Indonesia Makes Arrests Over Scheme to Smuggle in Corpses From Chinese Boat

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Police arrested two officials from a recruiting agency on suspicion of trying to bring in undetected the corpses of three sailors who died on a Chinese fishing boat, authorities in Indonesia’s Riau Islands said Friday, in yet another case of Indonesians who perished aboard China-flagged ships.

In addition, the Ministry of Foreign Affairs announced that another Indonesian sailor had died on a Chinese boat operating in Peruvian waters on Aug. 11.

The four new deaths brings the reported number of Indonesian crew members who have died while aboard Chinese fishing boats to at least 16 since late last year. Some of those who died were treated harshly and made to work in strenuous conditions, according to Indonesian labor activists and officials.

In the latest case, the bodies of the three sailors were moved from a China-flagged boat, Fu Yuan Yu 829, as it passed through waters off Batam, said Arie Dharmanto, the provincial police chief criminal investigator. The bodies were discovered Wednesday.

“The Fu Yuan Yu 829 did not dare dock, but instead contacted a recruiting agency to pick up the bodies,” Arie told BenarNews, an RFA-affiliated news service, on Friday, adding the agency had hired three local fishermen to pick up the bodies after promising to pay them hundreds of millions of rupiah.

Arie did not name the agency, but said the pair of suspects in custody faced human trafficking charges, which can carry life sentences upon conviction.

“We have arrested the two suspects, ‘J’ the director, and ‘E’ the manager,” Arie said. “This case is still being investigated.”

But according to news service Agence France-Presse, officials said they arrested six suspects in the case. BenarNews could not immediately verify the report about the arrests of four other suspects.

Police identified the victims as Syaban, 22, and Musnan, 26, from Aceh province, and Dicky Arya Nugraha, 23, from Donggala, a regency in Central Sulawesi. The bodies were taken to a hospital for autopsies.

Also on Friday, the Indonesian foreign office confirmed the death of an Indonesian crewman aboard a Chinese boat in waters off Peru.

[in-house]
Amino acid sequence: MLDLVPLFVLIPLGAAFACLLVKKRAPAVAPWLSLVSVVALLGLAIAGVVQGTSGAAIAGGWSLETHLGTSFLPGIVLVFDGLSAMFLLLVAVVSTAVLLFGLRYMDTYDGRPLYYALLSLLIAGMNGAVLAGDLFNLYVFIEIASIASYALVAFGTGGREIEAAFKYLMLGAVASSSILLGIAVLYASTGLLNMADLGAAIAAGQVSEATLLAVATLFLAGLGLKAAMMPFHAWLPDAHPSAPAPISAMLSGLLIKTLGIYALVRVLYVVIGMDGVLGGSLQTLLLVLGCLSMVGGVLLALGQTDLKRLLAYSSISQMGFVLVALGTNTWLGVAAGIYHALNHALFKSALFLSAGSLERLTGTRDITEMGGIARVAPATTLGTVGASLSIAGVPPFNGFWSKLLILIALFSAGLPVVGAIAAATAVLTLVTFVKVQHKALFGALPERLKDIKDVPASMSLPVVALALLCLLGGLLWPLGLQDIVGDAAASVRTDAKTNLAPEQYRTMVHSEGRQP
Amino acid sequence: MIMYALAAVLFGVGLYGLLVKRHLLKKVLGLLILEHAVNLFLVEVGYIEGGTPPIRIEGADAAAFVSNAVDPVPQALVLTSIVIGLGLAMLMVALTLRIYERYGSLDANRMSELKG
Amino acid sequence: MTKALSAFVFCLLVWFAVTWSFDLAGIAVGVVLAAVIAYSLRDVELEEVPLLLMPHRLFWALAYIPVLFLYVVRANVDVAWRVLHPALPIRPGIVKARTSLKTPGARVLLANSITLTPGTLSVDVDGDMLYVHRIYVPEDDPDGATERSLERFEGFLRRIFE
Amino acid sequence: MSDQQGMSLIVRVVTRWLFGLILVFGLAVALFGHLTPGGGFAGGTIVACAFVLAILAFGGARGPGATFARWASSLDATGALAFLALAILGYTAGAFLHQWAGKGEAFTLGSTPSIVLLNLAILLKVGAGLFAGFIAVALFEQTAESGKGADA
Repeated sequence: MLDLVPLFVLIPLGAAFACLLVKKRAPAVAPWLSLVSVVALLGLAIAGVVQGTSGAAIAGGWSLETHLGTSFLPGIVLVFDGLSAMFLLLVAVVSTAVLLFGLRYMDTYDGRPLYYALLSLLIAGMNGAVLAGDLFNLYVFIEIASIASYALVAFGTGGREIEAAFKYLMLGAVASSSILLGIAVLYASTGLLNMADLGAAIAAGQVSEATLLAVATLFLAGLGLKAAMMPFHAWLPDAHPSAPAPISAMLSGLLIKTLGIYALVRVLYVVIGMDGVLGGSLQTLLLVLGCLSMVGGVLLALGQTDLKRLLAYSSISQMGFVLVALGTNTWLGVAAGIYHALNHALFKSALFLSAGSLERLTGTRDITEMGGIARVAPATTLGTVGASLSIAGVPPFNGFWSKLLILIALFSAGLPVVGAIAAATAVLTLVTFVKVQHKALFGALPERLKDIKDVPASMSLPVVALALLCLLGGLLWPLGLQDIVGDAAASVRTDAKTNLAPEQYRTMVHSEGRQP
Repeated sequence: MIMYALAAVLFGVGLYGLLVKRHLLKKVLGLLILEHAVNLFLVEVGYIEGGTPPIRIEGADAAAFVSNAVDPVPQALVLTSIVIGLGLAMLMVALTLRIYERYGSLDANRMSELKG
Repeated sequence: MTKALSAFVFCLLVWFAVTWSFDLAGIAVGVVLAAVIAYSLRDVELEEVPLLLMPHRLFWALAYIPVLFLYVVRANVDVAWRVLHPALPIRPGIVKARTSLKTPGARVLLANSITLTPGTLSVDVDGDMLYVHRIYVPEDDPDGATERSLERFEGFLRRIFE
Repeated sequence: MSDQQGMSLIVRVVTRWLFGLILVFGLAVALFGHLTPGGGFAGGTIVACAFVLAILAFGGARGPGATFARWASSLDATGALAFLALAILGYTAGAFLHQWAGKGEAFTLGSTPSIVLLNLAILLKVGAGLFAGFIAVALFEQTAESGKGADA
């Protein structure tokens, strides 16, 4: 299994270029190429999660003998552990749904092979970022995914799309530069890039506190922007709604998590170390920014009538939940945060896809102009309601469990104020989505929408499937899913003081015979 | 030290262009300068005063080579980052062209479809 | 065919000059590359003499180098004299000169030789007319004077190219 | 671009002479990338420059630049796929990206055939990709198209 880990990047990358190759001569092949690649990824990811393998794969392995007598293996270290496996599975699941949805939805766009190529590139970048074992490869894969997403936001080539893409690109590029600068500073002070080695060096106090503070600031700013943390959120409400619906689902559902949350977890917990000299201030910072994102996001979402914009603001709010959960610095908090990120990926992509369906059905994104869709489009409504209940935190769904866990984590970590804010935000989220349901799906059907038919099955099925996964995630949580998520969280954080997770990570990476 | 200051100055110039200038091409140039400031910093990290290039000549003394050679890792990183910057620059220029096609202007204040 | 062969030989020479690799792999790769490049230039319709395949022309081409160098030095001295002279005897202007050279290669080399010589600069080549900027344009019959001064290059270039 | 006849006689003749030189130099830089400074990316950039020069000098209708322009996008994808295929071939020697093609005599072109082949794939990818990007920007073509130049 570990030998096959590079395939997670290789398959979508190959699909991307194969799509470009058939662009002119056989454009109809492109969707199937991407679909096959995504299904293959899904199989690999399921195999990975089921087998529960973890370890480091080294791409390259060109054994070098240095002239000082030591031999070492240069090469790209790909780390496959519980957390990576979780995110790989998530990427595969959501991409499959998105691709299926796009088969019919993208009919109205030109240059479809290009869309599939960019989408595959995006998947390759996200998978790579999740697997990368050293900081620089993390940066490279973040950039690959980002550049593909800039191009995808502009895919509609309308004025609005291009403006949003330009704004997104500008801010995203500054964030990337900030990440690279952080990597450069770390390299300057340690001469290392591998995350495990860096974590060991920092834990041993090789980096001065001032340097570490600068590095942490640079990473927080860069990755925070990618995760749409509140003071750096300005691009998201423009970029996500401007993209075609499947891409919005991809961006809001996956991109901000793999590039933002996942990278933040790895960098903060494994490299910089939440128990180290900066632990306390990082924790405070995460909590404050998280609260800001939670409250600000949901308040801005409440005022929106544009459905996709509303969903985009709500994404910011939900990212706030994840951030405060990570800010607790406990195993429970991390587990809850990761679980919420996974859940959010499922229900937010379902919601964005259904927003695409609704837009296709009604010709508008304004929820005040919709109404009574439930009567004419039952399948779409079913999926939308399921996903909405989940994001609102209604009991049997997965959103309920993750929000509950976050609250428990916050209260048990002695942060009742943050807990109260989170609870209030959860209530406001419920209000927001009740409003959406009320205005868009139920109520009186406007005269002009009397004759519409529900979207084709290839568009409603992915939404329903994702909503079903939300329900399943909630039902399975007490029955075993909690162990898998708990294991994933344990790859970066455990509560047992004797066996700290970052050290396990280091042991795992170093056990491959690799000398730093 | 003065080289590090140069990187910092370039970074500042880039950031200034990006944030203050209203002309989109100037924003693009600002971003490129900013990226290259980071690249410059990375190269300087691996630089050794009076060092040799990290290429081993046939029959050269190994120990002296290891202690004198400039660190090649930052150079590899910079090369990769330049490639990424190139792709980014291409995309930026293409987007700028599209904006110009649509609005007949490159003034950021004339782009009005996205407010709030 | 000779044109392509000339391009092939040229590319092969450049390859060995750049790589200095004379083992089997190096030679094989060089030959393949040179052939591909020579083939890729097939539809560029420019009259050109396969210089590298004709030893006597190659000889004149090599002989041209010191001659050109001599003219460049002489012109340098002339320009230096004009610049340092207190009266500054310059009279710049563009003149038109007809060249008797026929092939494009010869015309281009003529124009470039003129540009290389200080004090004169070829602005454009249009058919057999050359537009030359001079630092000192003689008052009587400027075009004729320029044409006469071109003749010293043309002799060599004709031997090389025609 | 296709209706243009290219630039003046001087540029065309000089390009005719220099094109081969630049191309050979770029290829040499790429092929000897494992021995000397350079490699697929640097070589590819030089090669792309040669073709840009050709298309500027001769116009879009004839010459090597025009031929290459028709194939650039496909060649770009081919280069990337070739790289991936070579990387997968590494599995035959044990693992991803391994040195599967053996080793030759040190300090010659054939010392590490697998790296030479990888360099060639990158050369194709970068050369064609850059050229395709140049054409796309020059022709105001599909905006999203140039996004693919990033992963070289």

“True. S.A. died onboard the Long Xin 629,” spokesman Teuku Faizasyah told BenarNews, referring to the initials of the crew member who died on Aug. 11.

The ministry had received information about the death after a crew member reported it to the Indonesian fisheries workers’ union in South Korea. It has since contacted Chinese officials and the boat owner for details, Faizasyah said, adding that the cause of death had not been determined.

“The boat is still sailing around the Peruvian waters so we cannot obtain much information regarding the death,” Faizasyah said.

In April, Indonesian officials reported the deaths of four Indonesians who had served as crew on the Long Xin 629.

Three of the crewmen died sometime between December 2019 and March 2020 and their bodies were thrown into the sea. The fourth victim was transferred to another boat and died in a South Korean hospital.

At that time, a South Korean television station showed video footage of one of the bodies being thrown overboard. In an interview, an Indonesian crew member said he and others were sometimes forced to work 30 straight hours while standing and were given only six hours to eat and sleep before resuming their duties.

Police had arrested three suspects tied to those deaths.

On July 8, the Riau Islands provincial police recovered a corpse on the Lu Huang Yuan Yu 117 boat after receiving a tip that an Indonesian crewman’s sailor had been kept in cold storage aboard the boat for about a week. Police said their investigation continued after naming six suspects including the boat’s captain and a Chinese national identified as Song Chuanyun.

Officials at the Chinese Embassy in Jakarta did not immediately respond on Friday to BenarNews requests for comment.

NGO coordinator calls for action

Mohammad Abdi Suhufan, coordinator of the Destructive Fishing Watch (DFW) Indonesia, urged the government to establish a policy to prevent similar incidents from happening.

“The government’s efforts were not optimal. There is no data collection, guidance for agents, or evaluations,” Abdi told BenarNews.

His group is an NGO dedicated to protecting Indonesians who were in the fishing sector.

He expressed concern that a majority of the victims were young men.

“This shows that job opportunities in Indonesia are very limited so they choose to work abroad at all costs,” he said.

Judha Nugraha, the foreign ministry’s director for protection of Indonesians overseas, said diplomatic steps had been taken and the government had previously demanded that the Chinese government conduct a thorough investigation into the deaths.

“Indonesia is still waiting for the results of the investigation,” he said during a news conference on Thursday, the day before the latest report of deaths surfaced.

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